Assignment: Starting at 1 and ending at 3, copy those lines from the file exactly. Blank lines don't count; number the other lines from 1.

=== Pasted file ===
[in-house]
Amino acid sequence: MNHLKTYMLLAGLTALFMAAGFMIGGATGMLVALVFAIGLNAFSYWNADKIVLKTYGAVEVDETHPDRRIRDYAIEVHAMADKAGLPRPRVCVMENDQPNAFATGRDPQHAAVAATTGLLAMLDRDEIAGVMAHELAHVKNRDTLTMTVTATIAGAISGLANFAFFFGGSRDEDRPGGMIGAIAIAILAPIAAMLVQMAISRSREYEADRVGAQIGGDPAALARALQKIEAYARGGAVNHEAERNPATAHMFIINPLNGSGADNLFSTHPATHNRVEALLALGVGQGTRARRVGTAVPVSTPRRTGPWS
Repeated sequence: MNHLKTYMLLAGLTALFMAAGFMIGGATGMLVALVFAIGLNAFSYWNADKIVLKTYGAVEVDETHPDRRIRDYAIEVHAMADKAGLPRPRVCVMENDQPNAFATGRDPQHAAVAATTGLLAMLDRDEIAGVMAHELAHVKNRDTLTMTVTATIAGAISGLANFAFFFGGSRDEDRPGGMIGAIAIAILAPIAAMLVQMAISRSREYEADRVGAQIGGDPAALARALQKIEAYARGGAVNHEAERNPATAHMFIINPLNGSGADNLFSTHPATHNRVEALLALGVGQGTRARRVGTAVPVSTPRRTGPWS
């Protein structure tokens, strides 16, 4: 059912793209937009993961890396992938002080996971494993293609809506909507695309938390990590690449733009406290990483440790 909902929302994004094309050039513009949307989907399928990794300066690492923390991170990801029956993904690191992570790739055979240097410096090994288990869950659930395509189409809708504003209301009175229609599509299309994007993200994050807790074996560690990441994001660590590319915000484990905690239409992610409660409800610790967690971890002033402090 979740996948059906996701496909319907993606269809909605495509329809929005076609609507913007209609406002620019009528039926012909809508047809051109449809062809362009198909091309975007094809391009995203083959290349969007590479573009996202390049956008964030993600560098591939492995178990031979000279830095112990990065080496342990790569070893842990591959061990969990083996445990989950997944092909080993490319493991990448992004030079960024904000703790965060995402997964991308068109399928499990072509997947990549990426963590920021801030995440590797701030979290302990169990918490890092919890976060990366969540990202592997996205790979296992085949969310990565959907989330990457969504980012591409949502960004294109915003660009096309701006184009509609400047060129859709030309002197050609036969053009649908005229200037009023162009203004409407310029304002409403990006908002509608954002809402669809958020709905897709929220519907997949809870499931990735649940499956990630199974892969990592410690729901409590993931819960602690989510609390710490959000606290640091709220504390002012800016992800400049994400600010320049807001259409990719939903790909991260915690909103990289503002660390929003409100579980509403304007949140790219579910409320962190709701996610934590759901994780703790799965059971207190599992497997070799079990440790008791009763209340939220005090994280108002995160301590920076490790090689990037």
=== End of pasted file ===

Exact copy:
[in-house]
Amino acid sequence: MNHLKTYMLLAGLTALFMAAGFMIGGATGMLVALVFAIGLNAFSYWNADKIVLKTYGAVEVDETHPDRRIRDYAIEVHAMADKAGLPRPRVCVMENDQPNAFATGRDPQHAAVAATTGLLAMLDRDEIAGVMAHELAHVKNRDTLTMTVTATIAGAISGLANFAFFFGGSRDEDRPGGMIGAIAIAILAPIAAMLVQMAISRSREYEADRVGAQIGGDPAALARALQKIEAYARGGAVNHEAERNPATAHMFIINPLNGSGADNLFSTHPATHNRVEALLALGVGQGTRARRVGTAVPVSTPRRTGPWS
Repeated sequence: MNHLKTYMLLAGLTALFMAAGFMIGGATGMLVALVFAIGLNAFSYWNADKIVLKTYGAVEVDETHPDRRIRDYAIEVHAMADKAGLPRPRVCVMENDQPNAFATGRDPQHAAVAATTGLLAMLDRDEIAGVMAHELAHVKNRDTLTMTVTATIAGAISGLANFAFFFGGSRDEDRPGGMIGAIAIAILAPIAAMLVQMAISRSREYEADRVGAQIGGDPAALARALQKIEAYARGGAVNHEAERNPATAHMFIINPLNGSGADNLFSTHPATHNRVEALLALGVGQGTRARRVGTAVPVSTPRRTGPWS